Source: Burlington County Times -
New Jersey Assembly Minority Leader Jon Bramnick wants changes at the state level such as the formation of long-term strategic planning committees to address such major issues as school funding and public employee pensions.
Yet Tuesday, during a tour of Johnson’s Corner Farm on Hartford Road, Bramnick appeared more interested in talking about the concerns of small-business people like Eric Johnson, co-owner of the farm that is more than 60 years old.
“Farmers are job creators,” said Bramnick, R-21st of Westfield, Union County. “Although their business burdens may be different than traditional small businesses, the burden that Trenton places on them to hire additional employees is just as daunting.”
“We need to freeze additional mandates, regulations and taxes that cripple their ability to grow jobs and unfreeze the potential of these entrepreneurs to get New Jersey back to work and jump-start our state economy,” he said.
Under sunny skies and with dozens of customers milling around the farm known for its agritourism, Bramnick, along with 8th District Republican legislators Dawn Marie Addiego and Chris Brown, toured the complex. They even took a hayride around portions of the farm, guided by Eric Johnson.
Bramnick visited the farm as part of his “fiscal sanity” tour, launched this past summer.
Asked about the issue of funding for the state Transportation Trust Fund, Bramnick said he wanted to hear a number of ideas before making a decision.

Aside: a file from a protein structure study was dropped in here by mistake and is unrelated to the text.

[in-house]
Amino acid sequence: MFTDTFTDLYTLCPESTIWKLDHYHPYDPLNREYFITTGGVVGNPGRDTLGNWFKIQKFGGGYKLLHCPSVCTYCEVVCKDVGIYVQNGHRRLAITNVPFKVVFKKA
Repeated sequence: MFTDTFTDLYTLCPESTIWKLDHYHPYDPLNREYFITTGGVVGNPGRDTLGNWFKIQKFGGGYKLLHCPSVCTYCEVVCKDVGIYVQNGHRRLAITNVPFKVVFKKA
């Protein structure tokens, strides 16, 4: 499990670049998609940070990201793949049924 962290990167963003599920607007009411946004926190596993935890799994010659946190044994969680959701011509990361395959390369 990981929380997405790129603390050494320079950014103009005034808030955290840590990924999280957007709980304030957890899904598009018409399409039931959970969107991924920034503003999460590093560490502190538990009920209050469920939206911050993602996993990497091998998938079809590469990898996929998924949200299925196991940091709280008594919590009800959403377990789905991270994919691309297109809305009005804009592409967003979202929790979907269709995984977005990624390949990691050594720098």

“I’m not in favor of raising the gas tax, but I’m not ruling it out,” he said.
Pressed about where he would find revenue for infrastructure, Bramnick said he would not specify one funding source over another until further study and hearing from other legislators.
As for Johnson’s farm, the lawmakers on the tour were strong in their praise for the family’s efforts to stay in business — and provide jobs, including for young people.
“Johnson’s farm is a success and one that needs to be told,” said Addiego, an Evesham resident who serves in the state Senate. “It’s a landmark.”
Assemblyman Chris Brown said it was great for Bramnick to visit Johnson’s because it showed the value of little businesses that get overlooked.
“Small-business people feel they aren’t being heard in Trenton,” said Brown, owner of a real estate company in Evesham.
Bramnick said he was concerned about the increasing impact of state mandates — such as minimum wage laws — on businesses.
Before leaving the farm, he said the only mandate he would impose in Trenton would be to require legislators to travel to places outside their districts such as Johnson’s and see what small-business people and residents are saying and feeling about state government.
“We want to make it easier in this state to create jobs,” he said.